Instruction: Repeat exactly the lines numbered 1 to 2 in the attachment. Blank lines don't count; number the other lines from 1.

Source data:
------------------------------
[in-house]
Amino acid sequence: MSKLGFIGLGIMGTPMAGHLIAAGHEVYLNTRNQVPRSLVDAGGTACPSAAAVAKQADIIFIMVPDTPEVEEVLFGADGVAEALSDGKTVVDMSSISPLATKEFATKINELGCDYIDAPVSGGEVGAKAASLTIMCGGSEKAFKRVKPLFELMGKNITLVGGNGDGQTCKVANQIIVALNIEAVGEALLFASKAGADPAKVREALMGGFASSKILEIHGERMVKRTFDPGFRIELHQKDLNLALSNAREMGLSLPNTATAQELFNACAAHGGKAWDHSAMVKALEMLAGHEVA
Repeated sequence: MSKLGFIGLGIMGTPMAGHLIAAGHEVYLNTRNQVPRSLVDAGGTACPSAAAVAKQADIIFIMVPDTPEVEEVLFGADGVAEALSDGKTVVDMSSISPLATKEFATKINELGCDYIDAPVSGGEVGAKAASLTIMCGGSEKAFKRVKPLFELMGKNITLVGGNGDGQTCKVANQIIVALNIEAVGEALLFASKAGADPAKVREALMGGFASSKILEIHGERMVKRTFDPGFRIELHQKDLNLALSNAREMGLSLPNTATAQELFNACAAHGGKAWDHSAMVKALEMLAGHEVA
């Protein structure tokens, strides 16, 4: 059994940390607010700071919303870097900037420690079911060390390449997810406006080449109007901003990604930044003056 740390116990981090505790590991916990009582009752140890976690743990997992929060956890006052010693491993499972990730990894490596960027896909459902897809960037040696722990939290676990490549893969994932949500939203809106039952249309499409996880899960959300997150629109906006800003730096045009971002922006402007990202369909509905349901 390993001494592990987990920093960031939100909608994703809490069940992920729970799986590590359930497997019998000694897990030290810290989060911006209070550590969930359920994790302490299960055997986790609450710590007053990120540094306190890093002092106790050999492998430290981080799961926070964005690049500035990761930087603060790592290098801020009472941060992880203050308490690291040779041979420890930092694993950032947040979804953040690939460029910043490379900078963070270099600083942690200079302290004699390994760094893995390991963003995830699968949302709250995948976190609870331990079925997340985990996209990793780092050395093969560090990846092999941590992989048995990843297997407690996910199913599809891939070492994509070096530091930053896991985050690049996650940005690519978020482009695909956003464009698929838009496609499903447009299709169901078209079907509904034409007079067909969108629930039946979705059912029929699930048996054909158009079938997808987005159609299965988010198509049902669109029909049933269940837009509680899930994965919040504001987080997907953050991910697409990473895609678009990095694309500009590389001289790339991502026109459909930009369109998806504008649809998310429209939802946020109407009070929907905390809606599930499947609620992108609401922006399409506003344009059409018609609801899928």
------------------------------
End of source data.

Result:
[in-house]
Amino acid sequence: MSKLGFIGLGIMGTPMAGHLIAAGHEVYLNTRNQVPRSLVDAGGTACPSAAAVAKQADIIFIMVPDTPEVEEVLFGADGVAEALSDGKTVVDMSSISPLATKEFATKINELGCDYIDAPVSGGEVGAKAASLTIMCGGSEKAFKRVKPLFELMGKNITLVGGNGDGQTCKVANQIIVALNIEAVGEALLFASKAGADPAKVREALMGGFASSKILEIHGERMVKRTFDPGFRIELHQKDLNLALSNAREMGLSLPNTATAQELFNACAAHGGKAWDHSAMVKALEMLAGHEVA